Editor’s Note: Each of the speakers for this year’s SBC Pastor’s Conference in Phoenix, AZ was nominated by someone. I have asked each speaker’s nominator to answer a few questions about the person they nominated. Nathan Rose of Liberty Baptist Church in Liberty, MO was nominated by Darin Smith. Below are Darin’s responses to the questions I sent him.
How do you know Nathan?
Nathan and I met in the fall of 2006 in Greek class at Midwestern Baptist Theological Seminary. We began to minister together on the streets of Westport (an art/bar section of Kansas City) doing street evangelism each week. Our relationship blossomed over the years in serving together on mission trips, as bi-vocational youth pastors, speaking at events together, and now serving as senior pastors within a few miles of each other.
Why did you nominate him?
Nathan is a “regular pastor.” He’s not someone you’re going to see in the limelight (by choice and calling). However, just because he is a “regular pastor” doesn’t mean God isn’t using him in extraordinary ways—He is!
Since taking over at his current church—Liberty Baptist Church—by God’s Spirit, strength, and grace, Nathan has led (is leading) his church into deeper biblical health. From this stems the belief that theology is strongest when it is closest to: a) the Scriptures, b) the local church, and c) suffering. And he realizes that ministry takes deep discernment through prayer and practice.
But, above all this, is the priority of preaching.
I nominated Nathan because he gets that great preaching isn’t hip style or profound intellect—but divine power validating the Gospel of the cross (1 Cor. 2:1-5). He understands and strongly believes that no church can go any greater than its pulpit ministry and presence. As the pulpit and preaching goes, so goes the church.
Nathan firmly believes and lives out these truths in his local church. The deeper the preacher takes his flock into the Word of God:
- The greater they will grow in worship of who God is and what He has done for us in Christ;
- The fiercer they will be in the pursuit of God’s holiness and the spiritual disciplines;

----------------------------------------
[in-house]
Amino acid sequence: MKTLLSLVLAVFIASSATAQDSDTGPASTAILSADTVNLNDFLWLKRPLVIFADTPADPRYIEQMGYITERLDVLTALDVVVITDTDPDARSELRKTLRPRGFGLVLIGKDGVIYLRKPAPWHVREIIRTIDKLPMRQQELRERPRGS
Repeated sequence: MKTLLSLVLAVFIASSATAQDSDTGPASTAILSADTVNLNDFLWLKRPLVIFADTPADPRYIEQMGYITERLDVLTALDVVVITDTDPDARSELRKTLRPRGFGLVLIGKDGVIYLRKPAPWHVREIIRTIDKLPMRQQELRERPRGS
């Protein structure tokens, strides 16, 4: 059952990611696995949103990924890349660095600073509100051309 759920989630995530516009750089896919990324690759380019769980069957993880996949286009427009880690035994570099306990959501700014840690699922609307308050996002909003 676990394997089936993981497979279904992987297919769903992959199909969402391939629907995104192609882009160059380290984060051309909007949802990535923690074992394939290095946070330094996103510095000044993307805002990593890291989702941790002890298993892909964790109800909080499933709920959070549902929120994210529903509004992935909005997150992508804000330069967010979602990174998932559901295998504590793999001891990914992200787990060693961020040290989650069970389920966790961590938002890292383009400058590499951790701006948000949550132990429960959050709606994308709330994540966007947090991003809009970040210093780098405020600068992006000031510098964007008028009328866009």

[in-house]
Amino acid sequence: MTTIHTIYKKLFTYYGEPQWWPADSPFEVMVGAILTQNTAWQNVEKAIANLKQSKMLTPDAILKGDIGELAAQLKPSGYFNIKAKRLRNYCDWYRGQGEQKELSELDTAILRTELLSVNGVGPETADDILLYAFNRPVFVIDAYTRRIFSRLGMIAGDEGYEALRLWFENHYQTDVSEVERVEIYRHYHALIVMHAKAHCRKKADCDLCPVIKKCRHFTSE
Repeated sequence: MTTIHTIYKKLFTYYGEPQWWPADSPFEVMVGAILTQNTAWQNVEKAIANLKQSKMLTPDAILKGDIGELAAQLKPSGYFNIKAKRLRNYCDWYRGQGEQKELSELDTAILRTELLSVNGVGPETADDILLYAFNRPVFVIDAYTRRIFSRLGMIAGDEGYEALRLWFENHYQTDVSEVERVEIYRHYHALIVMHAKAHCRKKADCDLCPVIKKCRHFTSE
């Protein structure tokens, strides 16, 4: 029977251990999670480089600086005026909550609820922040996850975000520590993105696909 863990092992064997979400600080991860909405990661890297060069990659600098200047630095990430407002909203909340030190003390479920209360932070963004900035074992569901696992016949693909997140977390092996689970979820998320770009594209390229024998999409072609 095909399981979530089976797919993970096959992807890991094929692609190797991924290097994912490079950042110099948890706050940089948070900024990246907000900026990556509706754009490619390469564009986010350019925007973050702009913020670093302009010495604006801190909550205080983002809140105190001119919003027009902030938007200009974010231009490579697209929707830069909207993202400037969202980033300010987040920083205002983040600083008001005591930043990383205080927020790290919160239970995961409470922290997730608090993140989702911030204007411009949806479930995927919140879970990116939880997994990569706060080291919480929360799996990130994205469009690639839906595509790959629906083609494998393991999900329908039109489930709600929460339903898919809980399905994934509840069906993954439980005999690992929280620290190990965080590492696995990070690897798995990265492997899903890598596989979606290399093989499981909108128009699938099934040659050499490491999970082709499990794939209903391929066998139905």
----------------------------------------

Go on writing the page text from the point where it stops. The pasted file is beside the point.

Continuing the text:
- The more sacrificial service they will be in the Lord’s work; and,
- The further hearts will kindle for the work of evangelism and the cause of worldwide missions.
He believes that preaching God’s Word is the primary way he shepherds and leads himself, his family, and his flock. Pastors like Nathan who preach God’s Word loyally will be called uninteresting merely by those looking for something other than the faithful preaching of God’s Word.
God has shown me through the ministry of Nathan Rose that the local church and the believer do not grow by daily helpings of “hard words,” but by being nourished & encouraged by the full counsel of God through preaching. This is, above all, why I nominated him.
Why will he serve us well in Phoenix?
As a “regular pastor,” Nathan wears a lot of hats.
He’s a busy family man and doctoral student, but also prioritizes and gives time each month to his church’s pastoral training center to prepare men for the pastoral ministry.
Nathan is the lead pastor of a local church with sermon prep, prayer time, and hospital visits, among other duties, but he also oversees the strategic implementation of helping struggling churches and church plants locally and nationally.
He serves on the ERLC leadership council, but his biggest desire is to take the Gospel to the nations (his church adopted an unreached people group a few years ago).
I could go on. But Nathan is well-rounded in his singular pursuit of God’s glory in the ministry. He’s in the trenches each day as a Christian father, husband, and pastor. He can identify with the “normal pastor” because he is one. Nathan understands that one can pastor big churches, write books & yet if we aren’t being shaped into Jesus’ image, we fail. Success is not the goal – Jesus is. And he gets that a good pastor is one who is intimately aware of how broken the church can be, and is still relentlessly optimistic about her future—because God is.
In short, Nathan is what we should strive to be as pastor or pray we see in our own—one that admits his need, seeks God’s help, celebrates his love, lives for his glory, studies his wisdom, works for his kingdom, and rests in his grace. Anything short of that is short of what God wants for us.